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    Feminists created this situation. Police used to just treat domestic violence incidents on an individual basis. Now they are forced to use total war... believe me, they don't really WANT TO, but the feminists demand it.
     
  4. Big Fitz
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    Big Fitz User Quit *****

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    Feefth Amendment? What Feefth Amendment?? I don't see no steeking Feefth Amendment!

    Yeah, this is going right to the supreme court.
     
  5. NoEconomist
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    NoEconomist Member

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    Feminist? I thought it was the Jews!
     
  6. LibocalypseNow
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    LibocalypseNow Senior Member

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    I understand some peoples' thinking on this but it's still not the right way to go. Once you start making excuses for why your rights need to be taken away,it's all downhill from then on. This excuse-making is happening far too much in this country right now. The Government is whittling away at our Freedom & Liberty. People need to stand up before it's too late. If you keep making excuses for them,before you know it you'll be living in a full-blown Police State.
     
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  7. C_Clayton_Jones
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    C_Clayton_Jones Diamond Member

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    I agree with the minority opinion – the problem is, however, most anything can be construed as an ‘exigent circumstance.’

    Irrelevant – the purpose of a warrant is to protect against unlawful detention, whether bail can be posted or not. Also, it’s not the role of the judiciary to rule based on what might happen in a given situation.

    The blame goes to those who willingly surrender their liberty for security.
     
  8. LibocalypseNow
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    LibocalypseNow Senior Member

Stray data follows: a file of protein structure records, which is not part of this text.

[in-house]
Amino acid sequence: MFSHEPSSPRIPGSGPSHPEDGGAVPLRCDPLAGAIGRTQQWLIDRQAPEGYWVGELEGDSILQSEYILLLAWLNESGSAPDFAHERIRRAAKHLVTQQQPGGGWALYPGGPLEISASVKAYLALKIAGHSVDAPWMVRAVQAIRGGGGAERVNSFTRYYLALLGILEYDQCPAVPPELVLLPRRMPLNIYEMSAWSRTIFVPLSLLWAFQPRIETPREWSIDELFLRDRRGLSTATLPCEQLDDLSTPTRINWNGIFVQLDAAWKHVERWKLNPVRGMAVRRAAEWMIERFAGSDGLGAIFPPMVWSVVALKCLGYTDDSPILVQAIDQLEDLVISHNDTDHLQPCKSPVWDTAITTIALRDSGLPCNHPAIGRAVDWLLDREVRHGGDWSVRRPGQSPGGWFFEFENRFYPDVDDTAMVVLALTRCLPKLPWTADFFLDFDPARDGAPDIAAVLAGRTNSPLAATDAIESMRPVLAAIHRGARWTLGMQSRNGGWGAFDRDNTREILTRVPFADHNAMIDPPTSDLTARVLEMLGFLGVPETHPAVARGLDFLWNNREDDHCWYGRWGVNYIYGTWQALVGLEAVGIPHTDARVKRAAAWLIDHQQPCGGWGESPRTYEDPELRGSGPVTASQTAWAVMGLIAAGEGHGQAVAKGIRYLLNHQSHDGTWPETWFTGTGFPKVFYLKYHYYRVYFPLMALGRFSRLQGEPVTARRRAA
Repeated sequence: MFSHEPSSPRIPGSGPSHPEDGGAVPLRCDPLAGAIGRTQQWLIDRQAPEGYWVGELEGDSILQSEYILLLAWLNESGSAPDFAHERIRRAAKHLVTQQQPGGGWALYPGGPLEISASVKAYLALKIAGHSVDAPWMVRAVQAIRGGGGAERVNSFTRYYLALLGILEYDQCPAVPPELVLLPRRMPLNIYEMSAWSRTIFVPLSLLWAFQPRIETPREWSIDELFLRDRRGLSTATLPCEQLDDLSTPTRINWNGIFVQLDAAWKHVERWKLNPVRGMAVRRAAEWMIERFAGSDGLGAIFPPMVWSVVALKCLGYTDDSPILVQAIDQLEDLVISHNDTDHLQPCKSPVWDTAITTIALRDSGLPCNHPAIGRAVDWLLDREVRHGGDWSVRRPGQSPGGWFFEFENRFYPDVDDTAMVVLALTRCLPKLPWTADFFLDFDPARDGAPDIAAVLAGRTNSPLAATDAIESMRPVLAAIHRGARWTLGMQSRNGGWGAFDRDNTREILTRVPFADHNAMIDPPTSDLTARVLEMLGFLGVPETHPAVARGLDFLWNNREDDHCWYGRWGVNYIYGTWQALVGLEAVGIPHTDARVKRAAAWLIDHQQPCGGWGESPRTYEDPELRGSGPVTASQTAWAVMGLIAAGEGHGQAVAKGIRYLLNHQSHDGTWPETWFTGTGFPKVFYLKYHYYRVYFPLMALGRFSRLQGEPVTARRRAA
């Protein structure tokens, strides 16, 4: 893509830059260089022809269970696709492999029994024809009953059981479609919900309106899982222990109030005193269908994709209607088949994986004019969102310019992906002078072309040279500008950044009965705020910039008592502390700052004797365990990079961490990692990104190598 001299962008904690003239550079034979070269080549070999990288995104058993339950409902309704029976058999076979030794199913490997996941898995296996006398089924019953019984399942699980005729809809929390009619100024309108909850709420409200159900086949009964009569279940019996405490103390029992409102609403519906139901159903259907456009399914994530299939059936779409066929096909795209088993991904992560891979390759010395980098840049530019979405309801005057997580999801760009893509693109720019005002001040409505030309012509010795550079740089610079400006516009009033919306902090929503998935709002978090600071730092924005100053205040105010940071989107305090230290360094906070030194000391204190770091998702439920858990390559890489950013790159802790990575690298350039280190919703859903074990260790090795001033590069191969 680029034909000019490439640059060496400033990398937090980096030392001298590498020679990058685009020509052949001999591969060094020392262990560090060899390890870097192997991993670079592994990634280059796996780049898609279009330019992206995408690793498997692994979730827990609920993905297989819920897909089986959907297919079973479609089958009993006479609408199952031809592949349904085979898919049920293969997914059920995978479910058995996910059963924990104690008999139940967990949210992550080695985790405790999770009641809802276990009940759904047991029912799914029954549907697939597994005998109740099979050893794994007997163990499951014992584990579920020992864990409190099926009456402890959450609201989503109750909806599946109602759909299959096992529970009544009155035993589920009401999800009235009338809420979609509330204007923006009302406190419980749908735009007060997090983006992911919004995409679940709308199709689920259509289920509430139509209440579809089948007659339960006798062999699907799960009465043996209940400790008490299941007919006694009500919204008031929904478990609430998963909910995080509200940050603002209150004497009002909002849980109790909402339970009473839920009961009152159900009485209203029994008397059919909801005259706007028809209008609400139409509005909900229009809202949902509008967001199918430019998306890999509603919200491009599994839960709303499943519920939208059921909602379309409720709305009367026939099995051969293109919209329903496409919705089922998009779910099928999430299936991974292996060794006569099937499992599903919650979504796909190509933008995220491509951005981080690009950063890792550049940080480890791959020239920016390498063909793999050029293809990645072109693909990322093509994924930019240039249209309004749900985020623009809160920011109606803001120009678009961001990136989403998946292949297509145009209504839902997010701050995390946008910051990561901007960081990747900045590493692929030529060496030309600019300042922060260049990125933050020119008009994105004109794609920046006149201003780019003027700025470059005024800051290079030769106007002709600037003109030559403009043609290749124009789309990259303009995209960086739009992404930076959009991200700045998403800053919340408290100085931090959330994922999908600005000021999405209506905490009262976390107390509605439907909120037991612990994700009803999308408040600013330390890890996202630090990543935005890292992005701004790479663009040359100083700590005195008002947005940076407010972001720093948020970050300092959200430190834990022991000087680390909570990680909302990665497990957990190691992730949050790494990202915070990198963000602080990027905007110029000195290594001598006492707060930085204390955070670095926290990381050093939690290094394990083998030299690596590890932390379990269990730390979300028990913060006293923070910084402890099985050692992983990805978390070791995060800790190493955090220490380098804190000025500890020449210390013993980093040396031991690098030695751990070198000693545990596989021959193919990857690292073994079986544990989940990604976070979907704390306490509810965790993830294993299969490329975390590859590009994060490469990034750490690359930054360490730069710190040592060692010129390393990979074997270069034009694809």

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    Yea it really is perplexing to me that so many Americans can make so many excuses for the Government taking their rights away. Is it a result of years & years of Government propaganda brainwashing? I mean some will excuse anything the Government does and that is pretty scary.
     
  9. Contumacious
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    Contumacious Radical Freedom

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    I believe that the Fourth Amendment has been effectively abolished by the US Supreme Court.

    But under the facts of this case even if the 4th was still applicable , I would have to agree with the majority opinion:


    "Officer Jason Henry arrived on the scene and observed that Barnes was ―very agitated and was yelling.‖ Barnes ―continued to yell, loudly‖ and did not lower his voice until Reed warned that he would be arrested for disorderly conduct. Barnes retorted, ―if you lock me up for Disorderly Conduct, you're going to be sitting right next to me in a jail cell.‖ Mary came onto the parking lot, threw a black duffle bag in Barnes's direction, told him to take the rest of his stuff, and returned to the apartment. Reed and Henry followed Barnes back to the apartment. Mary entered the apartment, followed by Barnes, who then turned around and blocked the doorway. Barnes told the officers that they could not enter the apartment and denied Reed's requests to enter and investigate. Mary did not explicitly invite the officers in, but she told Barnes several times, ―don't do this‖ and ―just let them in.‖ Reed attempted to enter the apartment, and Barnes shoved him against the wall. A struggle ensued, and the officers used a choke hold and a taser to subdue and arrest Barnes. Barnes suffered an adverse reaction to the taser and was taken to the hospital."


    Richard L. Barnes v. State of Indiana,
    No. 82S05-1007-CR-343
    (Ind. 05/12/2011)


    .
     
    Last edited: May 14, 2011
  10. TheBrain
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    TheBrain BANNED

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    Can't believe anyone would argue that in THIS case the police effected an illegal entry into the home. Some of yall need to learn the damn law.